Wednesday, August 27, 2014

Chuck Jones


Like most of you I am a HUGE fan of Chuck Jones. Over the years I’ve  had the pleasure of meeting him on a number of occasions. On New Year’s day of 1990 Chuck invited a small group of Disney animators to pay him a visit at his home in Corona del Mar, California. 
It turned out to be a wonderful afternoon with an animation genius. Chuck had been impressed by the film “The Little Mermaid” which had just been released. As he complimented us on our work, we couldn’t even begin to find words that described how much his work on the Looney Toons meant to us.
We were in such awe, I don’t think anybody thought of taking a photo with him. Bummer…

It is such a joy to study Chuck’s drawings. I can see a little influence by Fred Moore and Searle, but mostly Chuck Jones drew from his own life experiences. He comes up with the most amazing character designs, and the way he developed Bugs, Daffy, Porky Pig and all the others -graphically and personality wise- is simply incredible. 
It is difficult to pick any favorites among his many outstanding films, but these three would be amongst them:

“Bewitched Bunny”, because the way Hansel and Gretel are portrayed with limited German vocabulary makes me laugh hysterically. (“Ja, ja, is gut…und yummy!”)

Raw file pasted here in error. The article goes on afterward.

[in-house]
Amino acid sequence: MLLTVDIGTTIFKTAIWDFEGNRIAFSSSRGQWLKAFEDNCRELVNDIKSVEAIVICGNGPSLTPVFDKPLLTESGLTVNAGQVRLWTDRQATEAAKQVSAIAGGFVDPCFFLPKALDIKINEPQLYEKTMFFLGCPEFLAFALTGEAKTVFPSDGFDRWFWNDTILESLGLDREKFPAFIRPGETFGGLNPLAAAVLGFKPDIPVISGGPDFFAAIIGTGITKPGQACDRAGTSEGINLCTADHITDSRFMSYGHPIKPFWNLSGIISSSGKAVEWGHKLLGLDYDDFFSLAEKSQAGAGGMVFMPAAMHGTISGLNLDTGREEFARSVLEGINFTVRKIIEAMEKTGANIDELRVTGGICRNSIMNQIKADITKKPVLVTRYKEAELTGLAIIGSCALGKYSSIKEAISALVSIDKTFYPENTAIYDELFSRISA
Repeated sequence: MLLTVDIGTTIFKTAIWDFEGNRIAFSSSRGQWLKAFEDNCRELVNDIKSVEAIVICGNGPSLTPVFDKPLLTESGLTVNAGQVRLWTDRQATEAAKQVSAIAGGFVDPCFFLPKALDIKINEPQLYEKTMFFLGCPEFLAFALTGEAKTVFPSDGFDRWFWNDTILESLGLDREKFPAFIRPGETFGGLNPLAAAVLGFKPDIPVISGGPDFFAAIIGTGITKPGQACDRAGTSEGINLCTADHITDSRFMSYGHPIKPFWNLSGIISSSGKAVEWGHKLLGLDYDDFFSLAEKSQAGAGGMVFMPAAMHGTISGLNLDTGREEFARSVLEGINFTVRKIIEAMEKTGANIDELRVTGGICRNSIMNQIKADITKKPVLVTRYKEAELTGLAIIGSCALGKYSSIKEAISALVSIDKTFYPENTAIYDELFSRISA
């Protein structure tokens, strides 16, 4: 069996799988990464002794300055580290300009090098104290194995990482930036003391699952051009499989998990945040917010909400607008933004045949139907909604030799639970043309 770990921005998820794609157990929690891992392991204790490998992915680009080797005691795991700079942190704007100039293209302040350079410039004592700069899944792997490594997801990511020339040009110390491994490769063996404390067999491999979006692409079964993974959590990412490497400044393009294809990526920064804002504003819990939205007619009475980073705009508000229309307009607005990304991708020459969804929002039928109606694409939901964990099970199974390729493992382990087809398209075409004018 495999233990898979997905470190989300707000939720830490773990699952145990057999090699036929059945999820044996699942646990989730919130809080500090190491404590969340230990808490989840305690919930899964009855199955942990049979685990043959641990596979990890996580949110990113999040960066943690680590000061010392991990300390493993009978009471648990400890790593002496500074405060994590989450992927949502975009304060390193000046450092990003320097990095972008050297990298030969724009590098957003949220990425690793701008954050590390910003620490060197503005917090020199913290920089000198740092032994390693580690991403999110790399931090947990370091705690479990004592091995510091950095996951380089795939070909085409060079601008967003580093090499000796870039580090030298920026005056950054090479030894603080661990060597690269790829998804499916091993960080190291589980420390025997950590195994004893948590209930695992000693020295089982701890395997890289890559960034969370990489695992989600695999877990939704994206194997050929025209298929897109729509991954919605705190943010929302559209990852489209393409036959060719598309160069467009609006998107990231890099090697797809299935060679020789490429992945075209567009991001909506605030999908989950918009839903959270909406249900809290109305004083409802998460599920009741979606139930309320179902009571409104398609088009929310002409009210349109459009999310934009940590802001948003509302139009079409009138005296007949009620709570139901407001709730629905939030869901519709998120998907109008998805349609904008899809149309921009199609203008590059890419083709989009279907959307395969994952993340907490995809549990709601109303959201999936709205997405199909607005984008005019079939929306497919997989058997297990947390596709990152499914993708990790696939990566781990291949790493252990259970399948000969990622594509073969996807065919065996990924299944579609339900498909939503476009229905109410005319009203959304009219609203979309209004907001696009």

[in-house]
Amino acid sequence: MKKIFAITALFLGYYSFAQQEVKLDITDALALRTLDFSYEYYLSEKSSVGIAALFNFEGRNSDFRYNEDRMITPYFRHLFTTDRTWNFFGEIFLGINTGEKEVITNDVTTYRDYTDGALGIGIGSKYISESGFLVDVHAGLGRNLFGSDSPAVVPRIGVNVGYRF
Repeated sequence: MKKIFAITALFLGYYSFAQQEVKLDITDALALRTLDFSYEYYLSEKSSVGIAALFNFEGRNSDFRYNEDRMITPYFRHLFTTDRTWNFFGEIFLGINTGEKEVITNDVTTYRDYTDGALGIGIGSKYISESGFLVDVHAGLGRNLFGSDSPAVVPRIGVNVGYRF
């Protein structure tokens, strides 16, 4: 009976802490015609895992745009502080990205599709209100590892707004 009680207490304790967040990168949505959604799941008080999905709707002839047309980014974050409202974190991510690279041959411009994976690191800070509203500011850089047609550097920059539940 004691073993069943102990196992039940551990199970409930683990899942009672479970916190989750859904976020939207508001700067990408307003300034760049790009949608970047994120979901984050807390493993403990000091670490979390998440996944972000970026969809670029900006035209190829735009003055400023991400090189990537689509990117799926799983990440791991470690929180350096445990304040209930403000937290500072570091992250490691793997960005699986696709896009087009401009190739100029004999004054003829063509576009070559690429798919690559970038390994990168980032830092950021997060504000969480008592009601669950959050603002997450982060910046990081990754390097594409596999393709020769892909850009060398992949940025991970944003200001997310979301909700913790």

“A Bear for Punishment”, because Ken Harris’ animation of that bear family is hilarious and unmatched.
“What’s Opera, Doc?”, because…well, because!

Here are some of my favorite drawings, published in his 1989 book “Chuck Amuck”. 

















© Chuck Jones Enterprises, Warner Brothers

Monday, August 25, 2014

Quotes

…from Disney artists, who knew what they were talking about. In the past I have shown these and other “quote cards” during lectures on classic Disney animation, and sometimes they started off an interesting discussion. 
I can certainly came up with more of these statements, based on interviews I have seen and what these guys actually told me.
Here is one, I forgot to add, by Milt Kahl:

“My wife (Julie) and I saw a review of ’The Black Cauldron” on local TV (in San Francisco). It was pretty bad, and I knew the film would be a prize stinker, so we didn’t bother watching it in a theatre. Later we both did enjoy ‘The Great Mouse Detective’ though, it looked like something fresh.”



Don Graham was head of Disney’s internal training program from 1932 - 1940. Chuck Jones called him the greatest American art teacher.
The closest you will ever come to his teachings is through his excellent 1970 book ”Composing Pictures”. It is in reprint and available at Amazon:





In other words, if it's not based on real life: Forget it!



It took me years to fully understand this.



Ward’s answer to a student’s question, referring to why the Disney classic films are so good with a quality unachievable today.





Yes…Marc did say that. And I respect him for it.
I wonder what he’d say about today’s animated features.



...as he did with Shere Khan. No rotoscoping, just a lot of live action film studies.





Saturday, August 23, 2014

Medusa's Pivotal Sequence


By many moviegoers and critics Disney Animation during the 1970s wasn’t hailed as the pioneering medium it once was. But there were still groundbreaking achievements in character animation being made, and this sequence is on one of them.